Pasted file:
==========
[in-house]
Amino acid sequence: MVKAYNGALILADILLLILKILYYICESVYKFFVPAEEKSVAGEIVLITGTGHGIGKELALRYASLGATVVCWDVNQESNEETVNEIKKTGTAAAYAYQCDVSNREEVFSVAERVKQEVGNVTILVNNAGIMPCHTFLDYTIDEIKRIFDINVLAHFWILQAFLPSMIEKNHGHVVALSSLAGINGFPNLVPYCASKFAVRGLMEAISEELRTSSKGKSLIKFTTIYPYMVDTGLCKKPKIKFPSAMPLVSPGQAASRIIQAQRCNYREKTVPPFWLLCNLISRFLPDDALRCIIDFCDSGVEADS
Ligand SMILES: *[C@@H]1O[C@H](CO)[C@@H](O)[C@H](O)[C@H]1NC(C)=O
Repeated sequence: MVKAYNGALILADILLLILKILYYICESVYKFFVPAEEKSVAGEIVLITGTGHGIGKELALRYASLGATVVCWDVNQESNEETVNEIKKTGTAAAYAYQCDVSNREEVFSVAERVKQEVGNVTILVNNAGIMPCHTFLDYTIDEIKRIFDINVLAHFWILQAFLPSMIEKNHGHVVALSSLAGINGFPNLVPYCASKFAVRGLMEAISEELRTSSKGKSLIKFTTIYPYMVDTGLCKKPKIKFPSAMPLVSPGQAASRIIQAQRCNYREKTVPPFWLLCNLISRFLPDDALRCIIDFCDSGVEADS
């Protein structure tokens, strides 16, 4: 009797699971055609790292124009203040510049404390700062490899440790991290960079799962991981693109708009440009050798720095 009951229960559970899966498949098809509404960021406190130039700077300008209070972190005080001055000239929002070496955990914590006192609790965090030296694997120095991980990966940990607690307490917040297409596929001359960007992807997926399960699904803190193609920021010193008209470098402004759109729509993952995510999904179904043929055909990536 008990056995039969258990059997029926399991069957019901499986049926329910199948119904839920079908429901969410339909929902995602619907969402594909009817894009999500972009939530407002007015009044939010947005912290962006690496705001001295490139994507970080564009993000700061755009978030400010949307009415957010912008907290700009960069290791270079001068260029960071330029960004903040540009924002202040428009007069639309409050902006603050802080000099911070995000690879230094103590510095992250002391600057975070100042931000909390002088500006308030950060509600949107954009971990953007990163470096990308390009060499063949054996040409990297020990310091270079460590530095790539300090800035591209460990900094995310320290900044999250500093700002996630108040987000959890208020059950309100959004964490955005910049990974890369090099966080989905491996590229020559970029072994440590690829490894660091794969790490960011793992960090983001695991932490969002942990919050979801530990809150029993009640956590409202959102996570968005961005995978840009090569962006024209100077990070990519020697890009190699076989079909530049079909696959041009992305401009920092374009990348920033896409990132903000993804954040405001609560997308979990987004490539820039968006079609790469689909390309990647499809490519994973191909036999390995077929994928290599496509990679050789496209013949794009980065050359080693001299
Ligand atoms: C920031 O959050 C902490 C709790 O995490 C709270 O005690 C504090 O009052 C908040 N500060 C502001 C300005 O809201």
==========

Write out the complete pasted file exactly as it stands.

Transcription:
[in-house]
Amino acid sequence: MVKAYNGALILADILLLILKILYYICESVYKFFVPAEEKSVAGEIVLITGTGHGIGKELALRYASLGATVVCWDVNQESNEETVNEIKKTGTAAAYAYQCDVSNREEVFSVAERVKQEVGNVTILVNNAGIMPCHTFLDYTIDEIKRIFDINVLAHFWILQAFLPSMIEKNHGHVVALSSLAGINGFPNLVPYCASKFAVRGLMEAISEELRTSSKGKSLIKFTTIYPYMVDTGLCKKPKIKFPSAMPLVSPGQAASRIIQAQRCNYREKTVPPFWLLCNLISRFLPDDALRCIIDFCDSGVEADS
Ligand SMILES: *[C@@H]1O[C@H](CO)[C@@H](O)[C@H](O)[C@H]1NC(C)=O
Repeated sequence: MVKAYNGALILADILLLILKILYYICESVYKFFVPAEEKSVAGEIVLITGTGHGIGKELALRYASLGATVVCWDVNQESNEETVNEIKKTGTAAAYAYQCDVSNREEVFSVAERVKQEVGNVTILVNNAGIMPCHTFLDYTIDEIKRIFDINVLAHFWILQAFLPSMIEKNHGHVVALSSLAGINGFPNLVPYCASKFAVRGLMEAISEELRTSSKGKSLIKFTTIYPYMVDTGLCKKPKIKFPSAMPLVSPGQAASRIIQAQRCNYREKTVPPFWLLCNLISRFLPDDALRCIIDFCDSGVEADS
């Protein structure tokens, strides 16, 4: 009797699971055609790292124009203040510049404390700062490899440790991290960079799962991981693109708009440009050798720095 009951229960559970899966498949098809509404960021406190130039700077300008209070972190005080001055000239929002070496955990914590006192609790965090030296694997120095991980990966940990607690307490917040297409596929001359960007992807997926399960699904803190193609920021010193008209470098402004759109729509993952995510999904179904043929055909990536 008990056995039969258990059997029926399991069957019901499986049926329910199948119904839920079908429901969410339909929902995602619907969402594909009817894009999500972009939530407002007015009044939010947005912290962006690496705001001295490139994507970080564009993000700061755009978030400010949307009415957010912008907290700009960069290791270079001068260029960071330029960004903040540009924002202040428009007069639309409050902006603050802080000099911070995000690879230094103590510095992250002391600057975070100042931000909390002088500006308030950060509600949107954009971990953007990163470096990308390009060499063949054996040409990297020990310091270079460590530095790539300090800035591209460990900094995310320290900044999250500093700002996630108040987000959890208020059950309100959004964490955005910049990974890369090099966080989905491996590229020559970029072994440590690829490894660091794969790490960011793992960090983001695991932490969002942990919050979801530990809150029993009640956590409202959102996570968005961005995978840009090569962006024209100077990070990519020697890009190699076989079909530049079909696959041009992305401009920092374009990348920033896409990132903000993804954040405001609560997308979990987004490539820039968006079609790469689909390309990647499809490519994973191909036999390995077929994928290599496509990679050789496209013949794009980065050359080693001299
Ligand atoms: C920031 O959050 C902490 C709790 O995490 C709270 O005690 C504090 O009052 C908040 N500060 C502001 C300005 O809201």